A Parys company is selling a 'cure' for the pest that is killing Joburg’s urban forest – while government investigates its ‘false’ claims

Business Insider SA
    Photo Jay Caboz
    Johannesburg. Photo Jay Caboz
    • The polyphagous shothole borer is killing trees around the country, with the urban forest in Johannesburg under threat of losing thousands of trees.
    • A Parys company, Pan African Farms, is offering what it calls a cure to kill the borer and its symbiotic fungus, and says it has been inundated with inquiries since media attention last month.
    • But the product has not been tested for toxicity – and the department of agriculture, forestry and fisheries says it is investigating the company’s “false” claims.
    • For more stories go to

    A tiny beetle, and the fungus it carries with it, is threatening thousands of trees around the country in cities, agricultural orchards, and native forests.

    There is a new “cure” for the problem, which has been approved by government and is now in use. But it has not been independently scientifically shown to be non-toxic, and the company selling it is now under investigation. 

    The 2mm-long polyphagous shothole borer, which is native to South-east Asia, bores into the trees and deposits a fungus, which - depending on the tree species and its health - can kill the tree. It has been in eight provinces so far, with only Limpopo in the clear at the moment.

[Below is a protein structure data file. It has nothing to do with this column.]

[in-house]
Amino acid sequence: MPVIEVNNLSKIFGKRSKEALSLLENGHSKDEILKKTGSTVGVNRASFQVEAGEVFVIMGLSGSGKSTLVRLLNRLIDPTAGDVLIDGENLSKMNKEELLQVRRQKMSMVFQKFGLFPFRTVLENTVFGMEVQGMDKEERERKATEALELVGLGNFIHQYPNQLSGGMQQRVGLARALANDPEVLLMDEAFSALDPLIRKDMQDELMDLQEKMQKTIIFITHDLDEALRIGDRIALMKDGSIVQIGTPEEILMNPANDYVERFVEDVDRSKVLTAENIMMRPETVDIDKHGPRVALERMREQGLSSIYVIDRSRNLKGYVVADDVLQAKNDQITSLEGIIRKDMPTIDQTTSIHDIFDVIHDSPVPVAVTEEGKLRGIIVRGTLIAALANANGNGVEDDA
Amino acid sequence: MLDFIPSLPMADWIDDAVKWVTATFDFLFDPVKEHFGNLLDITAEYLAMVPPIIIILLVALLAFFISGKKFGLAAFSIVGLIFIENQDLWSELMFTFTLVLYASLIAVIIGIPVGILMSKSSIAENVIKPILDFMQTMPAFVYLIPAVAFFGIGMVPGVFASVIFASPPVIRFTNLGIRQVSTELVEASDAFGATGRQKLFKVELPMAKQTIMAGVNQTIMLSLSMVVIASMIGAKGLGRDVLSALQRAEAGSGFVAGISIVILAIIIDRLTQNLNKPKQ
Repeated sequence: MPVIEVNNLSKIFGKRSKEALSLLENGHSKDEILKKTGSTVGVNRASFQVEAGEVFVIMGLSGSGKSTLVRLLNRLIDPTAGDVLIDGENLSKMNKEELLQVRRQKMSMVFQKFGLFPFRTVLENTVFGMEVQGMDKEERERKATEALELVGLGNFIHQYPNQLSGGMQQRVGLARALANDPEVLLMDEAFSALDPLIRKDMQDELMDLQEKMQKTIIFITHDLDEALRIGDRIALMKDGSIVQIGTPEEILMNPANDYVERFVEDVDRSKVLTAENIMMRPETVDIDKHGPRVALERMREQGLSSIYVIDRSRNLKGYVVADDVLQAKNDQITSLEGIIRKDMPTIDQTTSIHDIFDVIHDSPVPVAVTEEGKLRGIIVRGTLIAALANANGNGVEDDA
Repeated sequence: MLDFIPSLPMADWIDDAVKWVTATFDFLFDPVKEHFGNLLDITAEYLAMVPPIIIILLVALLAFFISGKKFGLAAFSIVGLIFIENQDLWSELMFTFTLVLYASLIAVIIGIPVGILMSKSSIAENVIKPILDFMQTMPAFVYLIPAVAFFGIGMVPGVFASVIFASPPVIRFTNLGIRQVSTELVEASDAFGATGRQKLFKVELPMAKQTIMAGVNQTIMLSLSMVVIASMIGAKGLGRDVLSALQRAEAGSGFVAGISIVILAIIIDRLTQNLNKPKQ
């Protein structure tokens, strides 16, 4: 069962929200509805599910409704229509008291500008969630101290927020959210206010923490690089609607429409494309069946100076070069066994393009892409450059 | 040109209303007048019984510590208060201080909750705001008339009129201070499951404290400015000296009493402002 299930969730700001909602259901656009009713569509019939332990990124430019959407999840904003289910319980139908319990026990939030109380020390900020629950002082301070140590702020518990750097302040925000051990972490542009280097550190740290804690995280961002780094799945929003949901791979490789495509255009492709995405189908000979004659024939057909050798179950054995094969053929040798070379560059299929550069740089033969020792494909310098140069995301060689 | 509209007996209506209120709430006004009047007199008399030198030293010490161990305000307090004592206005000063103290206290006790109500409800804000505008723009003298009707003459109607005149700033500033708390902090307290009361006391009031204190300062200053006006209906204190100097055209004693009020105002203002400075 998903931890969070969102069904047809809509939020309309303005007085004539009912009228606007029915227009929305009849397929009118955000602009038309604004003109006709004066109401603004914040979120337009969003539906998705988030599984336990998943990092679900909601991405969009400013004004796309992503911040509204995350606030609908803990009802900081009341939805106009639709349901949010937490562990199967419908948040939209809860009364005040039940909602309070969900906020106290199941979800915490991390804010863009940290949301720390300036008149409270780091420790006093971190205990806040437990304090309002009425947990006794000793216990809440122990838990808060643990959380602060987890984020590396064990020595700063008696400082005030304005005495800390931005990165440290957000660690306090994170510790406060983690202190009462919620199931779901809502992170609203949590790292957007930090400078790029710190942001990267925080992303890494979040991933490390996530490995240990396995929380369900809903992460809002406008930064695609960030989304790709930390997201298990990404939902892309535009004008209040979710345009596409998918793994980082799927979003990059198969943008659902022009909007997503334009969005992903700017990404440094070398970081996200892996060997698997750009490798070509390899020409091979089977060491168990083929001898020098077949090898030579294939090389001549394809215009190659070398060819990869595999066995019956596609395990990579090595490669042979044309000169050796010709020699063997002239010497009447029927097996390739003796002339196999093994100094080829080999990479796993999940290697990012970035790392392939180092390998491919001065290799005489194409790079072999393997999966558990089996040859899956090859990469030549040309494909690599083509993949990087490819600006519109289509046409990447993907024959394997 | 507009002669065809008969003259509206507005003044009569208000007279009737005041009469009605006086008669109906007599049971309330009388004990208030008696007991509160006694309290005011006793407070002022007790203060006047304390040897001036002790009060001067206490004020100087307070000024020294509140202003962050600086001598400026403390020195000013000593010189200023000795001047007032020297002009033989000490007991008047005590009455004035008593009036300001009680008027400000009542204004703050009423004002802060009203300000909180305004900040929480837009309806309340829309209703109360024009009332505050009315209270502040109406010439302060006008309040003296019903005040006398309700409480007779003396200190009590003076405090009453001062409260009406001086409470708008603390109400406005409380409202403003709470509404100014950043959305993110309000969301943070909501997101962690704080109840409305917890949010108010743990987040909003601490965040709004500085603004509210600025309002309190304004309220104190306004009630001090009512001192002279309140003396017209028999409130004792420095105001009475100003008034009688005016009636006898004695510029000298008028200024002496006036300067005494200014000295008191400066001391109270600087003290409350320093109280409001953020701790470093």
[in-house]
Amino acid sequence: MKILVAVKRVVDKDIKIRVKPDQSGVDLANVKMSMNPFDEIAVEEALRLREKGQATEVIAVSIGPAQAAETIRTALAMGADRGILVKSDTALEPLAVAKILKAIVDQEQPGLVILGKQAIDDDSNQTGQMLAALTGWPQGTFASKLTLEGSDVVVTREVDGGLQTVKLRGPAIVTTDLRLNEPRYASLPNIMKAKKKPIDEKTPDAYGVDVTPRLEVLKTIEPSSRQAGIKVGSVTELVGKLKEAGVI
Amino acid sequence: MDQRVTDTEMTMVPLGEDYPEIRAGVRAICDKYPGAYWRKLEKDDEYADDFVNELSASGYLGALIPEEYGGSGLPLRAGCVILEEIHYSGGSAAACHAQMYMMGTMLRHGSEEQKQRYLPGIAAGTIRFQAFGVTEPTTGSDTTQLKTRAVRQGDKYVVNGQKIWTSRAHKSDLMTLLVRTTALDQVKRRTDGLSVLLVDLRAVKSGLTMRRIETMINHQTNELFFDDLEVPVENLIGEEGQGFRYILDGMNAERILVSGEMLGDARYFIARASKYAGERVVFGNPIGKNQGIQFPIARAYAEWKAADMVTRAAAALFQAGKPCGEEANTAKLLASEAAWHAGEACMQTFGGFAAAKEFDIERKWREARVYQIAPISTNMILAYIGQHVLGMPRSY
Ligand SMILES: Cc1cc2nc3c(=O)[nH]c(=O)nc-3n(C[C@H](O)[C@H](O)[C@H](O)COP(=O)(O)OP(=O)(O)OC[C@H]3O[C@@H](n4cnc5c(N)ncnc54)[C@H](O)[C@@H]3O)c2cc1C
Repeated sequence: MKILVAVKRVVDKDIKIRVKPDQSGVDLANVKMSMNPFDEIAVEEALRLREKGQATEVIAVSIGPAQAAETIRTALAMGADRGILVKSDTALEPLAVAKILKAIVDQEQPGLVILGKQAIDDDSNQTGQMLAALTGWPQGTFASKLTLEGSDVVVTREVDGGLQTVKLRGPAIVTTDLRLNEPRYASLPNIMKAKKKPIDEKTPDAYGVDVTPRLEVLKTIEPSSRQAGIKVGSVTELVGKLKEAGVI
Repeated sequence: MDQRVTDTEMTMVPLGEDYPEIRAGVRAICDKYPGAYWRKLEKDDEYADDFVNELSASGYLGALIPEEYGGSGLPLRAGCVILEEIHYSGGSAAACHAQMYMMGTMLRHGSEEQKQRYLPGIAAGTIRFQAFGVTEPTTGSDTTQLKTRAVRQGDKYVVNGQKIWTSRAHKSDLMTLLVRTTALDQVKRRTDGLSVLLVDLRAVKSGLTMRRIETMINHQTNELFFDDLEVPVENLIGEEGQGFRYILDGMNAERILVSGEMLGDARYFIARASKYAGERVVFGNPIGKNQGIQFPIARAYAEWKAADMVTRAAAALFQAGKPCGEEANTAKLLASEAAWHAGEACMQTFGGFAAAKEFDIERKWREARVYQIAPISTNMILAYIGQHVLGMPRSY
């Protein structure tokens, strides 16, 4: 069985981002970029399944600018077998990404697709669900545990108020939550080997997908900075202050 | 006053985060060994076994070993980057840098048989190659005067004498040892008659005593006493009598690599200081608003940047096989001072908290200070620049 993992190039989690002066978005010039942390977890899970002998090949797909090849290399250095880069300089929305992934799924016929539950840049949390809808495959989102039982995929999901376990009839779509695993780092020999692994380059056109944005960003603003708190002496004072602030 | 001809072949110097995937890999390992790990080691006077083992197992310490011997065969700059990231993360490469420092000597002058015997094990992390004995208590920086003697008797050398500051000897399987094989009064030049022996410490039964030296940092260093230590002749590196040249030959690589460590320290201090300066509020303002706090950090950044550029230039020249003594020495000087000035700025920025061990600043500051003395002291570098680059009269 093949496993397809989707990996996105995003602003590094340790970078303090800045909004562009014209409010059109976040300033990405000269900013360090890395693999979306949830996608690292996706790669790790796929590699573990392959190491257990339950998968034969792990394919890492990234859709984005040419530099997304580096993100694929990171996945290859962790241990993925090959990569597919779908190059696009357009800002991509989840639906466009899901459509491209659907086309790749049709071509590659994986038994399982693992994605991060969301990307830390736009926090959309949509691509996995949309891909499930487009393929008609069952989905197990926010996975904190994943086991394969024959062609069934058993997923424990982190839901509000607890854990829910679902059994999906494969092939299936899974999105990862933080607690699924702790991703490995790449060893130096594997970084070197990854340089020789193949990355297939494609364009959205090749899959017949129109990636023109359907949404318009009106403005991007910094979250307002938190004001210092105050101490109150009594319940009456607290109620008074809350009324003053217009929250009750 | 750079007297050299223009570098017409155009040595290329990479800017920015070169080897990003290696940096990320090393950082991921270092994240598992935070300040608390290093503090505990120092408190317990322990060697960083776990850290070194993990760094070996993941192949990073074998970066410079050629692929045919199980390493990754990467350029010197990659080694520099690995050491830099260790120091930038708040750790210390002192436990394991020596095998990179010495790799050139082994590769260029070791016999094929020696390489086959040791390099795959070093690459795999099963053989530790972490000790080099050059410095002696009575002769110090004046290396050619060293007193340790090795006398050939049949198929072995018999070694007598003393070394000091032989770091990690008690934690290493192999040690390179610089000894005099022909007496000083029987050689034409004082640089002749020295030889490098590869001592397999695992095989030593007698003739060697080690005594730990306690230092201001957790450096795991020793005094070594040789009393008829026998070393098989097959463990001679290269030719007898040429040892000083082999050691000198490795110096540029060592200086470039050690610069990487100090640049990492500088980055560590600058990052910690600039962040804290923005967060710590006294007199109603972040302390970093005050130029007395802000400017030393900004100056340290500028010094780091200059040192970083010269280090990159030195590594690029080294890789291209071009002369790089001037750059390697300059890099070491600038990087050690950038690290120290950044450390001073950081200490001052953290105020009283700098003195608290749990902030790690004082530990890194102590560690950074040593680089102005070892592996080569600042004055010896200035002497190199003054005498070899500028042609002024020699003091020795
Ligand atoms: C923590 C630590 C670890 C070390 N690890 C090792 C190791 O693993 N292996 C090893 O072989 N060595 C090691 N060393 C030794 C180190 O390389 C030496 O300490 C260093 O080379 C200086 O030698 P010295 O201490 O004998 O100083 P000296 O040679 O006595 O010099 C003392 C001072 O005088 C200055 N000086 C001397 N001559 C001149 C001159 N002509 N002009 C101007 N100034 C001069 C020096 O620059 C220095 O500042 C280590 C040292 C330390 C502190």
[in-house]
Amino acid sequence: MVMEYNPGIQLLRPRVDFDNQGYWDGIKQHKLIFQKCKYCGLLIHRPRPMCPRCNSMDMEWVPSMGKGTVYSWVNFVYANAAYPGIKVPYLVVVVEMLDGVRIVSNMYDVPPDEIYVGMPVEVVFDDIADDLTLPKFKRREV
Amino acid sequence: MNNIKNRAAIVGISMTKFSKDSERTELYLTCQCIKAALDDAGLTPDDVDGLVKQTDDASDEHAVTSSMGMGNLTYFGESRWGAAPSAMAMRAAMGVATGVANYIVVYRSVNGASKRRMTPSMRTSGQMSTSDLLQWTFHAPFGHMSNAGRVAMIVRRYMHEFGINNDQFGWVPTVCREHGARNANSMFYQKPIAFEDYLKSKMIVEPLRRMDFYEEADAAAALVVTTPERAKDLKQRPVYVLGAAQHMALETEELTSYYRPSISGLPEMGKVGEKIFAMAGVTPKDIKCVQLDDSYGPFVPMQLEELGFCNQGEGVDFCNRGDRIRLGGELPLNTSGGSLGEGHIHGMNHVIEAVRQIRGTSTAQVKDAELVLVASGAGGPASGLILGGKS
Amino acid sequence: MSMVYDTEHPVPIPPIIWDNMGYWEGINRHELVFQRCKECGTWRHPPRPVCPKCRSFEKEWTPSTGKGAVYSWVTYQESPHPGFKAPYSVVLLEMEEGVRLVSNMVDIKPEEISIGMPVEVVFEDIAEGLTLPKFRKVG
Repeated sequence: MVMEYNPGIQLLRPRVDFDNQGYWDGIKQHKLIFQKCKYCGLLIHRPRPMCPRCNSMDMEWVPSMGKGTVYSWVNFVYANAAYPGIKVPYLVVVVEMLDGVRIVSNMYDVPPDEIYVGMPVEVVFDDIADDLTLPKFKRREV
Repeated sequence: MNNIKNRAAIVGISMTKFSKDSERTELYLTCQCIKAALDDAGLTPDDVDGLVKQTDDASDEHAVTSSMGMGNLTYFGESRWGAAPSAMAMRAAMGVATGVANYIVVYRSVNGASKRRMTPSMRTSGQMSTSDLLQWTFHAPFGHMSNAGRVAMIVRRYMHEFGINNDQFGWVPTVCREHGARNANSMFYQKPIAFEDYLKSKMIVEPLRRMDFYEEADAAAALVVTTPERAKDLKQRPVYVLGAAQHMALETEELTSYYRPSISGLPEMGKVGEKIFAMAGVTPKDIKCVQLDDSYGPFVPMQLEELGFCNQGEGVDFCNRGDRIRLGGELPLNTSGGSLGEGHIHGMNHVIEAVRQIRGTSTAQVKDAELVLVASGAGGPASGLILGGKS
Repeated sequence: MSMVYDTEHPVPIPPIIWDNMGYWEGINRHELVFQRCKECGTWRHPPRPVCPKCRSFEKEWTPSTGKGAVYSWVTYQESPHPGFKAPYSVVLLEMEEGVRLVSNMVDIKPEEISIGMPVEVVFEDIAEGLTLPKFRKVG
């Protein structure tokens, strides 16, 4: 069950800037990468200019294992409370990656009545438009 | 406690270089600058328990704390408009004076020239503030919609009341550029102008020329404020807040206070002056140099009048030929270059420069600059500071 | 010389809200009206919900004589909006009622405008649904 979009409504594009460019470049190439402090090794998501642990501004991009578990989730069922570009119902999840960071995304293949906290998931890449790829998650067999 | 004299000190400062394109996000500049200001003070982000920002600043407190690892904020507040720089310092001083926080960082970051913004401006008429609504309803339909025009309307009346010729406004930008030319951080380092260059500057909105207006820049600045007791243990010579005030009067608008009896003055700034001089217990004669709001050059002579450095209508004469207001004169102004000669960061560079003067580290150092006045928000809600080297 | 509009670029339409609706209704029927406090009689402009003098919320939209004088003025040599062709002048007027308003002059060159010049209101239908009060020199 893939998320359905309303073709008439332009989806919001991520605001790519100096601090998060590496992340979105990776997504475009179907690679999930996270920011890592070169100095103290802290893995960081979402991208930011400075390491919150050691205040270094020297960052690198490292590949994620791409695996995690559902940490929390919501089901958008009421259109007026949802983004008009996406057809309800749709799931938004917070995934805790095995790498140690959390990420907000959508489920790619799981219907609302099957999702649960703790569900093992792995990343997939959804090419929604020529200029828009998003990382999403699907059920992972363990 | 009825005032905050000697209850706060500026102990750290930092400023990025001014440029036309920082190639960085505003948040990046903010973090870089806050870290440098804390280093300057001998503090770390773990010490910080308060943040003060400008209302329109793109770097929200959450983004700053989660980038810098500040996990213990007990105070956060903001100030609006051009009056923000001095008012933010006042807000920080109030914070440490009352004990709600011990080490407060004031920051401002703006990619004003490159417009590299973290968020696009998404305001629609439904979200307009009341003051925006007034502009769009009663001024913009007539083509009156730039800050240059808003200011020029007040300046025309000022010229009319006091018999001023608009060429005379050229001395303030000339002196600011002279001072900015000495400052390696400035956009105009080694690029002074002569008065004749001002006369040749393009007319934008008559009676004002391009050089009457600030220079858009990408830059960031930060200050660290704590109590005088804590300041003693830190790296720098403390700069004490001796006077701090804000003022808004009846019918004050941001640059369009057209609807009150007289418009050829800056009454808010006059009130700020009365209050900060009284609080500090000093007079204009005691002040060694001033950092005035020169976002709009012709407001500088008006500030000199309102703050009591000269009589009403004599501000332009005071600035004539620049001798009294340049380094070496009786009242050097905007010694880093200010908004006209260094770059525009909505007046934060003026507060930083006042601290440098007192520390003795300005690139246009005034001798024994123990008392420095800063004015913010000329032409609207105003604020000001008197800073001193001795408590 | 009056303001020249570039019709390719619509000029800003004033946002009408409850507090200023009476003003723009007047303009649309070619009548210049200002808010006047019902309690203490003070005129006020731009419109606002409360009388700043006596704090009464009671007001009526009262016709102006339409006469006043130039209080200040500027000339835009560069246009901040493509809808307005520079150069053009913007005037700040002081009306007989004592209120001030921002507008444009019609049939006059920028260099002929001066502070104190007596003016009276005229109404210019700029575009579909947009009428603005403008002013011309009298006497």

A Parys-based company, Pan African Farms, claims to have a cure for the beetle and its fungus. CEO Piet Meyer says he stumbled across the solution when he was trying to find a remedy for his psoriasis, a skin condition, which is now in remission. Since media interest last month, he says, his company has been “inundated” with interest. One arborist is treating 200 trees a day with Pan African's cure, he says. 

    Meyer told Business Insider South Africa that the product was registered in July under legislation which governs remedies in agriculture.

    However, scientists have concerns that the "cure" had not undergone rigorous scientific testing in a real-world setting. Wilhelm de Beer, a fungal biologist at the Forestry and Agricultural Biotechnology Institute, warned the idea that a cure exists could also hamper the funding needed to fight the beetle. 

    Photo Jay Caboz
    Johannesburg. Photo Jay Caboz

    Meyer says that the constituent ingredients in his product are not toxic, and so neither is the final fungicide – but this has not been tested.

    “We’re talking here about an emergency,” he says. “[The law] has an emergency protocol which allows you to get approval on the basic proof that the stuff works and, thereafter, you have two or three years time in which to submit conclusive evidence of toxicity.” 

    The law in question governs agricultural crops, but not necessarily trees grown in residential areas.  

    When asked for details of who within the department signed off on the product, whether Pan African Farms had in fact been granted an emergency waiver, and whether the product had been tested for safety, the department of agriculture, forestry, and fisheries responded only: “Please note that the department is still busy investigating the false claims made by the applicant.”

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